Paschima vaahini

Most of the major Indian rivers flow eastward. Of course we do have the Narmada and Tapti and the Punjabi rivers, and several smaller ones in the western ghats (Sharavathi, etc.) but most of the major ones flow eastward. To put it objectively, the total quantity of river water that is flowing eastward in India at any given point of time is much much more than the total quantity of river water that is flowing westward in India at any given point of time. This means that when a major river takes a west turn, the point is considered holy.

Perhaps the best known such point is Prayag (or is it Varanasi?) where the Ganga is supposed to flow westward for a short distance (i’m not sure of this funda – please correct me if i’m wrong). Another such point, which is much closer (to my) home is a place called Paschima vaahini. Situated close to Srirangapatnam, the Kaveri is supposed to flow westward here for a short distance (paschima vaahini – west vehicle/stream). And it is perhaps the most popular destination near Bangalore for immersing the ashes of the deceased.

It is a fairly dirty stream (what else do you expect downstream in an indian river?). It is fairly shallow which means that it’s easy to wade in and take a dip. And there are several people who are taking a dip there, and people washing clothes a short distance upstream. And you are supposed to take a dip in this to cleanse yourself! The floor of the river is slippery with moss but there are enough rocks to hang on to so it’s ok.

The business part of this little village is monopolised by one family – a woman called Kaveramma (appropriately 😛 ) and her son Kumar. All the priests report to Kumar, and he in turn acts as the frontman and solicits business. Kaveramma and Kumar also run the only “restaurant” in that place.

It is hard bargaining with Kumar and we settle at Rs. 400, a 33% discount on his original ask (and a 33% premium on our initial bid). And we are sent to take the dip and “cleanse ourselves” in the stream while the “arrangements” are made. The priest assigned to us is one Satish. Looks young but he says he has ten years of experience in the “business”. And he seems like a pleasant chap, until a certain point of the ritual that is.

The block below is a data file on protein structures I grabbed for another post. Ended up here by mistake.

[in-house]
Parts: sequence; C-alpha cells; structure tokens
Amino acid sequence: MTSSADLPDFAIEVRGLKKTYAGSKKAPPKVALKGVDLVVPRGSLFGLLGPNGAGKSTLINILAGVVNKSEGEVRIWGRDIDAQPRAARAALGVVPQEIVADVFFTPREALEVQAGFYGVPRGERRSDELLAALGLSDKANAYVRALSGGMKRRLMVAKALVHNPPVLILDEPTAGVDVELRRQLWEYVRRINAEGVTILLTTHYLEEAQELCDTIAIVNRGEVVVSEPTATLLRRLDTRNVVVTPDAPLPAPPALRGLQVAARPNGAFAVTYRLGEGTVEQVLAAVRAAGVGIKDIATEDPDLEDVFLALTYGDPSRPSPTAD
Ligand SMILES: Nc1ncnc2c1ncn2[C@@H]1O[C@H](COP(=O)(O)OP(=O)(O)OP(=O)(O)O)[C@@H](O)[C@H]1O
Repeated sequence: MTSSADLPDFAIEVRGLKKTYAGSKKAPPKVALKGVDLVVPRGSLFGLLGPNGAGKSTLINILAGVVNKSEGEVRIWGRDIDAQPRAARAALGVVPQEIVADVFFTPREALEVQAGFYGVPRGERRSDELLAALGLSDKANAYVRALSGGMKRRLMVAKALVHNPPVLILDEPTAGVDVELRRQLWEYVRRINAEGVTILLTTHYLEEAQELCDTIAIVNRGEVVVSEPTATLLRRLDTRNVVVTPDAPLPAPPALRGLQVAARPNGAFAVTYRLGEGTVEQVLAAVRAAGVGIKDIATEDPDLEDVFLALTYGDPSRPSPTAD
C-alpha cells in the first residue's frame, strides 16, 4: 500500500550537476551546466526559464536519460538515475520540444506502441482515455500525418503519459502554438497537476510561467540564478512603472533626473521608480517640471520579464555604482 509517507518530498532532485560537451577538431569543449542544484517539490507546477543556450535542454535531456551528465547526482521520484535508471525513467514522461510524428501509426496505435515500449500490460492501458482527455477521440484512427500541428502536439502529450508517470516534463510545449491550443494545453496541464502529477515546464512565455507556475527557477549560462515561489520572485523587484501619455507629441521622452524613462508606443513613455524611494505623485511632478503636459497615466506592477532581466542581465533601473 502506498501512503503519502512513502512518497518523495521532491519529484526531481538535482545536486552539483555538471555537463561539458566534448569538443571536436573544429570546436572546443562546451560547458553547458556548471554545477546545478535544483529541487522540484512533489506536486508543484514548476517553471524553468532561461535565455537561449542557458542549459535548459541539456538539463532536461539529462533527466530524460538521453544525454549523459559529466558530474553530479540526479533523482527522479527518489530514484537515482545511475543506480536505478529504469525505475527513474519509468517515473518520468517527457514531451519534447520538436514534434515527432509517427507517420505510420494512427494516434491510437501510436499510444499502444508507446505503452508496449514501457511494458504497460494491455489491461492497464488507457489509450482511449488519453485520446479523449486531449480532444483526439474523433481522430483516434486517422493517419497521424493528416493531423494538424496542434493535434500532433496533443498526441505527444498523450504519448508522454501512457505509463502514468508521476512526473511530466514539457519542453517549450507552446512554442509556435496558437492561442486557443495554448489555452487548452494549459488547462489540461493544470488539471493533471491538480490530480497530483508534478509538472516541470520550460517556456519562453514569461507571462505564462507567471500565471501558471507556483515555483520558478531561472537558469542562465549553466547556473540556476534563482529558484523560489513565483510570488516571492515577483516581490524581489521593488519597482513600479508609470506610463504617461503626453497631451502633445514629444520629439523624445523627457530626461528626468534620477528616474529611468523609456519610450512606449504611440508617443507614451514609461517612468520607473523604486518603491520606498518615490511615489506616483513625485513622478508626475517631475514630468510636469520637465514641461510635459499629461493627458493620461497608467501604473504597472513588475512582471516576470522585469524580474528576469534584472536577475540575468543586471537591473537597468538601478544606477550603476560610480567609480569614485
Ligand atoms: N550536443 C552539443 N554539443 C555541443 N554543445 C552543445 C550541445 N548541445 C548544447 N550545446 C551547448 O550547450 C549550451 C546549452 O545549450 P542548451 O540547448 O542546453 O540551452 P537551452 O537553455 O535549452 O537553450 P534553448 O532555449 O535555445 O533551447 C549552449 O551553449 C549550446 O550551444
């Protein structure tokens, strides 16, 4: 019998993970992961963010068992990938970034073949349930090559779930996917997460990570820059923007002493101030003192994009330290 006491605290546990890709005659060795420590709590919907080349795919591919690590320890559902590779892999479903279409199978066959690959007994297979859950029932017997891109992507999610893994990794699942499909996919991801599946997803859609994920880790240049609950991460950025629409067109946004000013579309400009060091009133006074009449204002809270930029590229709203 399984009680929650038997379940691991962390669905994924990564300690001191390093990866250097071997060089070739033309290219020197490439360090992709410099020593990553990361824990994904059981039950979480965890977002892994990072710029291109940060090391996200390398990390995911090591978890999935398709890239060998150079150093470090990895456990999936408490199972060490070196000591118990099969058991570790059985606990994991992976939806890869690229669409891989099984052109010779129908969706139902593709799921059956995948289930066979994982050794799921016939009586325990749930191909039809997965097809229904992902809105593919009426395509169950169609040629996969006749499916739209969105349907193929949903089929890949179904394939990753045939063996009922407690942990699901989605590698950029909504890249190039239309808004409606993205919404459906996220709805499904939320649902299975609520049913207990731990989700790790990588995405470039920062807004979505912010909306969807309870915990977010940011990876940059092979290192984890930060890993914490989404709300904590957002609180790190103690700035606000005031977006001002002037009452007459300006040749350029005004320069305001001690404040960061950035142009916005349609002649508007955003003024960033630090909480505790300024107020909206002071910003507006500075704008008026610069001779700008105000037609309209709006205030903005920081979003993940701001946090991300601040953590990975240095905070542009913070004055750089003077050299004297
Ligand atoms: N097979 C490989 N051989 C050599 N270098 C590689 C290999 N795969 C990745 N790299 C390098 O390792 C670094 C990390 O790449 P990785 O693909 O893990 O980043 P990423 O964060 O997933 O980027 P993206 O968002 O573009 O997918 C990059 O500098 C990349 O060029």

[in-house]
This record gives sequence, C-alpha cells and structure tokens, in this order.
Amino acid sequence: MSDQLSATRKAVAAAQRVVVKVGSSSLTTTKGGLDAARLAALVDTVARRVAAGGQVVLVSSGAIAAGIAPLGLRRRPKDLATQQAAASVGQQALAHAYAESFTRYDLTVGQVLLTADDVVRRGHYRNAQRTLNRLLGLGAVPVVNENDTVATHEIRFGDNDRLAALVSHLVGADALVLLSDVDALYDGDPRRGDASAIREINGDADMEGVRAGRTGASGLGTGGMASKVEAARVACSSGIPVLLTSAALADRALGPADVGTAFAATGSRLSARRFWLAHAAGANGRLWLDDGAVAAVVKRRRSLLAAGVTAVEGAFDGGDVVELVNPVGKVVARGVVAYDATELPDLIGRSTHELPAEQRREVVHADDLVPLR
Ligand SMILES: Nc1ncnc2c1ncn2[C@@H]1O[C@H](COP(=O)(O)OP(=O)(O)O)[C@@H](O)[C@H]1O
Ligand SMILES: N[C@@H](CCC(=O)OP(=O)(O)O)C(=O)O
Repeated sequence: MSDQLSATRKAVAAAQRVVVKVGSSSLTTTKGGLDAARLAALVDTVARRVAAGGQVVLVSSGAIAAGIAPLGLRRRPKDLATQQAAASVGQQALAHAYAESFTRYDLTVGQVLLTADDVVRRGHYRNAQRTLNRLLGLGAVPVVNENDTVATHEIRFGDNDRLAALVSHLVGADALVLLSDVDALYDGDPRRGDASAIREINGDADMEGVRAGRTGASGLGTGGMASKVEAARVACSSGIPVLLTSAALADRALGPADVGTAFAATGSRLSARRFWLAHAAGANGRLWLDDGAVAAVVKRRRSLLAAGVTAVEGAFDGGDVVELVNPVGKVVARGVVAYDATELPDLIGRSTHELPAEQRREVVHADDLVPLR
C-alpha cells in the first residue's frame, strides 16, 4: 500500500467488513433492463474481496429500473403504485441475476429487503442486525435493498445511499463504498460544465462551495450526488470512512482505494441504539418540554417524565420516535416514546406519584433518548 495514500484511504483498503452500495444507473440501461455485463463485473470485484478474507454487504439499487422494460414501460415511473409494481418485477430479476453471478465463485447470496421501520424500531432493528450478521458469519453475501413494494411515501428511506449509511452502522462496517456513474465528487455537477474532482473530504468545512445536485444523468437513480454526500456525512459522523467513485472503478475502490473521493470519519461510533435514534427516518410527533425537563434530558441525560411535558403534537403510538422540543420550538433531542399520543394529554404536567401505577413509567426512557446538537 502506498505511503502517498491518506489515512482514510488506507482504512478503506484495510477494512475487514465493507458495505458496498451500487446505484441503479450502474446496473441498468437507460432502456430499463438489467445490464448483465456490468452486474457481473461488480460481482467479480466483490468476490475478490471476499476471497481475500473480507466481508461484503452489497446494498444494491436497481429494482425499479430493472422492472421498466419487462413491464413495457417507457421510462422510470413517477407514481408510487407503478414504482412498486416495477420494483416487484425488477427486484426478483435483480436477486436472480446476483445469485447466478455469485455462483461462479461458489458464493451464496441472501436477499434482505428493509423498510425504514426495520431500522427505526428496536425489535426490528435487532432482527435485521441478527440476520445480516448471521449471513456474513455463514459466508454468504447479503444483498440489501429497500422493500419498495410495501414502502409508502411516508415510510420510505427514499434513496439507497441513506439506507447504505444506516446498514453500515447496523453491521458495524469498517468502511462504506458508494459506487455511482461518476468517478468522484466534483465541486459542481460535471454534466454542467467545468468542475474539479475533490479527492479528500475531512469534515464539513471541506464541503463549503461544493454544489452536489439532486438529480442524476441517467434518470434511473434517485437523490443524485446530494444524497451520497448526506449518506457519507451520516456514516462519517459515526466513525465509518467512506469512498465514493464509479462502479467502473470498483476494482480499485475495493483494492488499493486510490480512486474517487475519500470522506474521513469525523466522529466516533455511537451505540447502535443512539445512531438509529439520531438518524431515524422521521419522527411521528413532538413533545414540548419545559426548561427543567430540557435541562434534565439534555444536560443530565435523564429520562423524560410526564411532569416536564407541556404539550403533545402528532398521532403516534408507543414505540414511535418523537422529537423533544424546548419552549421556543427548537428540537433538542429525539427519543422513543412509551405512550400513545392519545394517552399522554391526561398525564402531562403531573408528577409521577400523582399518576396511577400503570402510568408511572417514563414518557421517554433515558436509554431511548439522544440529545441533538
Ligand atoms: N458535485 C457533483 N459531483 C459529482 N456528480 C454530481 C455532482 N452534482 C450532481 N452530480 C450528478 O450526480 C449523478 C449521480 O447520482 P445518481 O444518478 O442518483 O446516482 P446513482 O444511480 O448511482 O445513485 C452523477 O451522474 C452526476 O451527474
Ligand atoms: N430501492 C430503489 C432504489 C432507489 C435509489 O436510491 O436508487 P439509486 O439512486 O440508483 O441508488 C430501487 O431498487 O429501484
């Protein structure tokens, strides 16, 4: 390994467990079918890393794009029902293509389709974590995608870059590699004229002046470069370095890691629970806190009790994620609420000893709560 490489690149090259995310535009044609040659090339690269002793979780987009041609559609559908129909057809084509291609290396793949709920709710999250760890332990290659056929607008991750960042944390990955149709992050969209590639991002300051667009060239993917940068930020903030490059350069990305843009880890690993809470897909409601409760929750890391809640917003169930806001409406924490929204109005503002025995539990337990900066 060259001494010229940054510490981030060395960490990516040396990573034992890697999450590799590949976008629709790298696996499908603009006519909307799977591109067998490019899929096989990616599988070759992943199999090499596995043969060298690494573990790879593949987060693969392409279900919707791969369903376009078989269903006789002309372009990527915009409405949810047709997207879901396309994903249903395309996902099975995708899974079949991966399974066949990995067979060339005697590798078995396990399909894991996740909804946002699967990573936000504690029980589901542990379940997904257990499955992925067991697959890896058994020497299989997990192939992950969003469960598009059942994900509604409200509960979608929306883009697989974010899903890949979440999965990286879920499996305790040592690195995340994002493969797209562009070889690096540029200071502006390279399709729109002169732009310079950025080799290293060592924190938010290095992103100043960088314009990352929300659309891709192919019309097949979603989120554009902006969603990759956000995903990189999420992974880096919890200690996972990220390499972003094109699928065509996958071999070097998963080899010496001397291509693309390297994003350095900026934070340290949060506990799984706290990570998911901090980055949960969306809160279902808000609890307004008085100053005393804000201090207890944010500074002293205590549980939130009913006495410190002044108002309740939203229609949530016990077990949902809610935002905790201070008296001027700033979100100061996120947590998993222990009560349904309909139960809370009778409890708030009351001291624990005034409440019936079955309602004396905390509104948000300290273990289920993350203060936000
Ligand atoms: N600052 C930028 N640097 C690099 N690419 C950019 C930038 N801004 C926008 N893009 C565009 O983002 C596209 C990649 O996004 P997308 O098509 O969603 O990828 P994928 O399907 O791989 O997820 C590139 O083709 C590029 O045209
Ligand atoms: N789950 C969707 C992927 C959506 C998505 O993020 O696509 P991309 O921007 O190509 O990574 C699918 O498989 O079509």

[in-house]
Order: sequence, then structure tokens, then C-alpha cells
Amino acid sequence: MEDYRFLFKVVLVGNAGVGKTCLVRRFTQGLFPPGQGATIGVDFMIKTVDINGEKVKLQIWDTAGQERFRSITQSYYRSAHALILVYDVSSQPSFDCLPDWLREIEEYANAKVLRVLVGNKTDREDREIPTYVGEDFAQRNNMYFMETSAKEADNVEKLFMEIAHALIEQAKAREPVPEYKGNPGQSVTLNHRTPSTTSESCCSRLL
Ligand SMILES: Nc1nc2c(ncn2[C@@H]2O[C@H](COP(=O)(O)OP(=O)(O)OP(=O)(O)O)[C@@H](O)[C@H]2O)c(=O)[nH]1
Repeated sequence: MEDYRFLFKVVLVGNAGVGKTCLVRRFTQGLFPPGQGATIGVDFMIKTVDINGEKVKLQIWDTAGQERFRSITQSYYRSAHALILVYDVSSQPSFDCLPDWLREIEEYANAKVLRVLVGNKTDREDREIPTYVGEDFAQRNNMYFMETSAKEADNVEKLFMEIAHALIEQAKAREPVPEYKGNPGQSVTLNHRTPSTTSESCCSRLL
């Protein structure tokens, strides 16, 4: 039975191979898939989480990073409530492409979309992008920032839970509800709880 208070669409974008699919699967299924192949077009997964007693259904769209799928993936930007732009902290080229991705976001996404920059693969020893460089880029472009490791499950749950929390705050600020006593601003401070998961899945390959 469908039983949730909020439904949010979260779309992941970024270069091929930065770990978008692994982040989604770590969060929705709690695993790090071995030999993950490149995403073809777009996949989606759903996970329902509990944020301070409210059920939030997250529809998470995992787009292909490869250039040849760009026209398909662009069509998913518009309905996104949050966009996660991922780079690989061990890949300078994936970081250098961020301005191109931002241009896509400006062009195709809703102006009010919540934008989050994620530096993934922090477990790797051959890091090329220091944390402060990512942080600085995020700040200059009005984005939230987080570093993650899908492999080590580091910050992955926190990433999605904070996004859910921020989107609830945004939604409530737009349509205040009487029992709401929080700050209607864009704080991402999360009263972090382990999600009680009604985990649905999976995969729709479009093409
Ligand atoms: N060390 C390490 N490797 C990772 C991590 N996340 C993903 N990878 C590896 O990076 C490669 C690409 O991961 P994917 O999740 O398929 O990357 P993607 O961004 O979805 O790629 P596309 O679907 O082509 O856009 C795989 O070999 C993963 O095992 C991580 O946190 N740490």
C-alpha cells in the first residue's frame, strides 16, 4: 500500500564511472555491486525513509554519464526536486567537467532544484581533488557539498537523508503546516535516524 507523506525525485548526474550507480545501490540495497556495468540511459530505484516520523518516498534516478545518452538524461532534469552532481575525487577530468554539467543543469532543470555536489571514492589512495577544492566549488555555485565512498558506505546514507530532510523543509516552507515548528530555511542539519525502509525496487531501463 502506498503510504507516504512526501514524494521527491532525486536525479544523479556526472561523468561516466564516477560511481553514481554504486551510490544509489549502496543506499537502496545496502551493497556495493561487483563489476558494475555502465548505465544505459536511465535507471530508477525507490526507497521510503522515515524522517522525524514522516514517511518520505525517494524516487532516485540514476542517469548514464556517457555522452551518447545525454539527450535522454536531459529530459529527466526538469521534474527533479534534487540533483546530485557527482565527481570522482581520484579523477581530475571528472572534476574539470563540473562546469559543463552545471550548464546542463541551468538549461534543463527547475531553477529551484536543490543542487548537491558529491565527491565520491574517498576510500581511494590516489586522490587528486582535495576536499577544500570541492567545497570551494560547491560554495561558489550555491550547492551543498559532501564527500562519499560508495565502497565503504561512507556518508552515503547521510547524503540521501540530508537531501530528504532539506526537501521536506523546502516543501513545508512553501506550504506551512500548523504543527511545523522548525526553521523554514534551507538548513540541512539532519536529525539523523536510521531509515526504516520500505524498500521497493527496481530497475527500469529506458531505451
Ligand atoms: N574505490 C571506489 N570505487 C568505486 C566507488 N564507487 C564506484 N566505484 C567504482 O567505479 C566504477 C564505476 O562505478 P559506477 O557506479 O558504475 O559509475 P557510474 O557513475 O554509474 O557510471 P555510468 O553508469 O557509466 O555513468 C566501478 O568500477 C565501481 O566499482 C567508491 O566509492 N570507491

From my limited knowledge of Sanskrit I understand that most of the chants are targeted at calming the spirits. He uses the word “Preta” very often (I was told that means ghost). And talks about “shantifying” (or whatever) it. The ritual seems quite elaborate (personal opinion).

The trouble starts when Satish asks us to make a daana (offering), which obviously will go into his pocket. We offer 20. He demands 100. We strike a compromise and offer 50. He is still not satisfied. And starts muttering about how purohits don’t have a future nowadays. He keeps cribbing as the rituals are completed and food is offered to the crows (who swiftly swoop down and attack the rice and ghee and bananas and stuff).

Lunch is in the “restaurant” run by Kaveramma and Kumar. We are told to go to the hall upstairs. We later figure out that where you sit depends upon your caste – and Brahmins get to sit for lunch upstairs (first thing Kumar asks you when you get there is your gotra so he knows your caste). Lunch is pretty ok and not having had breakfast means I thulp putits. I also notice that of late i’ve developed a strong liking for red horse gram chutney – I love mixing it with rice and thulping it. Maybe its the 1/(2^n) gultness in me that is at work.

The drive back isn’t as pleasant as the onward journey. Maybe we are tired by now. The road between Bangalore and Mysore is fantastic, except for a small stretch inside Mandya town. It’s only afternoon, so traffic also is fairly thin, and it’s a good drive.

And I continue to maintain that a Sumo (despite being cheap) is a sucky vehicle. Strong “pulling” but weak when it comes to comfort, space, etc. Especially if you are slightly tall and have recently recovered from a case of deep vein thrombosis. ?? ??

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